Oman is a Muslim country and although it is quite modern and Westernised in some ways, in many others it is deeply traditional and conservative. Tourists are welcomed with open arms and a lot of hospitality and so is a great introduction for first time travellers to the Middle East. Much of the country’s interior falls within the sandy, treeless, and largely waterless region of the Arabian Peninsula known as the Rubʿ al-Khali.

Oman, officially the Sultanate of Oman, is a country on the southeastern coast of the Arabian Peninsula in Western Asia and the oldest independent state in the Arab world. Located in a strategically important position at the mouth of the Persian Gulf, the country shares land borders with the United Arab Emirates to the northwest, Saudi Arabia to the west, and Yemen to the southwest, and shares maritime borders with Iran and Pakistan. The coast is formed by the Arabian Sea on the southeast and the Gulf of Oman on the northeast. The Madha and Musandam exclaves are surrounded by the UAE on their land borders, with the Strait of Hormuz (which it shares with Iran) and the Gulf of Oman forming Musandam’s coastal boundaries. Muscat is its capital and largest city.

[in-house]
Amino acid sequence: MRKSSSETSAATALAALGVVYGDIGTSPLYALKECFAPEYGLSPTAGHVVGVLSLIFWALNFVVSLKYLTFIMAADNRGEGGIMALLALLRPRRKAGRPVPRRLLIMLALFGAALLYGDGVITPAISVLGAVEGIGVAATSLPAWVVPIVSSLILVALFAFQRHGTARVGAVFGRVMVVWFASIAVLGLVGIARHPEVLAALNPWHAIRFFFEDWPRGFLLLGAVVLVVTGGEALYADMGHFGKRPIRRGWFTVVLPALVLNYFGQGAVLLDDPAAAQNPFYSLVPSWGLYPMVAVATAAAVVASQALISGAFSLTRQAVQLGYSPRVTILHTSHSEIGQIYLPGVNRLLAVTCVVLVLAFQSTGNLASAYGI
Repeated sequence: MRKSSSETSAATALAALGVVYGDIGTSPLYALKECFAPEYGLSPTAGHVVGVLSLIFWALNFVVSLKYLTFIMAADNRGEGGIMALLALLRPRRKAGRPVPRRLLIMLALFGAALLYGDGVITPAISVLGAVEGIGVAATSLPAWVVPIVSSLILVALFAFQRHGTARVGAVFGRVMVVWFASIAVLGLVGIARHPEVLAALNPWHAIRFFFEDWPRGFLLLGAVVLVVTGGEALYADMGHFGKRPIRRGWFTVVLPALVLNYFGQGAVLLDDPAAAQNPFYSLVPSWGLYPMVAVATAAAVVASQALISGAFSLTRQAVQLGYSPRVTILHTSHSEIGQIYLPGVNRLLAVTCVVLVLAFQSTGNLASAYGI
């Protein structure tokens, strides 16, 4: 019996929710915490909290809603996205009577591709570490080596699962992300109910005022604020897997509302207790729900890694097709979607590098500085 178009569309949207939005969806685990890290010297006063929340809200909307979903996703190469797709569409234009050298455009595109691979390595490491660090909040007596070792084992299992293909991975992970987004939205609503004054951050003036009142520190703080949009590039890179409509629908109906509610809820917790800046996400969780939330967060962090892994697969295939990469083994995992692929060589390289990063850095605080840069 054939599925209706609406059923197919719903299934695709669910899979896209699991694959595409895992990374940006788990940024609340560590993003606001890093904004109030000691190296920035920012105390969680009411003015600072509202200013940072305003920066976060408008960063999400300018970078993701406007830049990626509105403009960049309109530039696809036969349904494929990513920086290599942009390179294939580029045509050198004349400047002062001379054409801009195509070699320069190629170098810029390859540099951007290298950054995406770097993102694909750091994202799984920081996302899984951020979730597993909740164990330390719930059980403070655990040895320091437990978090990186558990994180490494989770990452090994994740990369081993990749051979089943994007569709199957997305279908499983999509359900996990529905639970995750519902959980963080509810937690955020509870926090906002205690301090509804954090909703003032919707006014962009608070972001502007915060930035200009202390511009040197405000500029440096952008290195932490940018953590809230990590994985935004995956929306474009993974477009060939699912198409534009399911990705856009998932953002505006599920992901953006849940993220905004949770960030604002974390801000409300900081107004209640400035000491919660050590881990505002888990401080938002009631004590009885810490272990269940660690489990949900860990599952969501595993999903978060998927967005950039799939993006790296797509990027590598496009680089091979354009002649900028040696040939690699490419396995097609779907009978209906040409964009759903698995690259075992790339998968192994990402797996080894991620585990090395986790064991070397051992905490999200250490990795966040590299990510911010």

Omani men seeing the flying birds around lake

Omani people

Omanis are the nationals of Oman. Omanis have inhabited the territory that is now Oman. In the eighteenth century, an alliance of traders and rulers transformed Muscat (Oman’s capital) into the leading port of the Persian Gulf. Omani people are ethnically diverse; the Omani citizen population consists of many different ethnic groups. The majority of the population consists of Arabs, with many of these Arabs being Swahili language speakers and returnees from the Swahili Coast, particularly Zanzibar.

Additionally, there are ethnic Balochis, Lurs, Persians and Mehri. There are also Omanis from South Asia like the Lawatis and others. Moreover, in Dhofar, Sur and Muscat, people of Black African origin can be found. They are the descendants of the slaves who were brought from Africa centuries ago.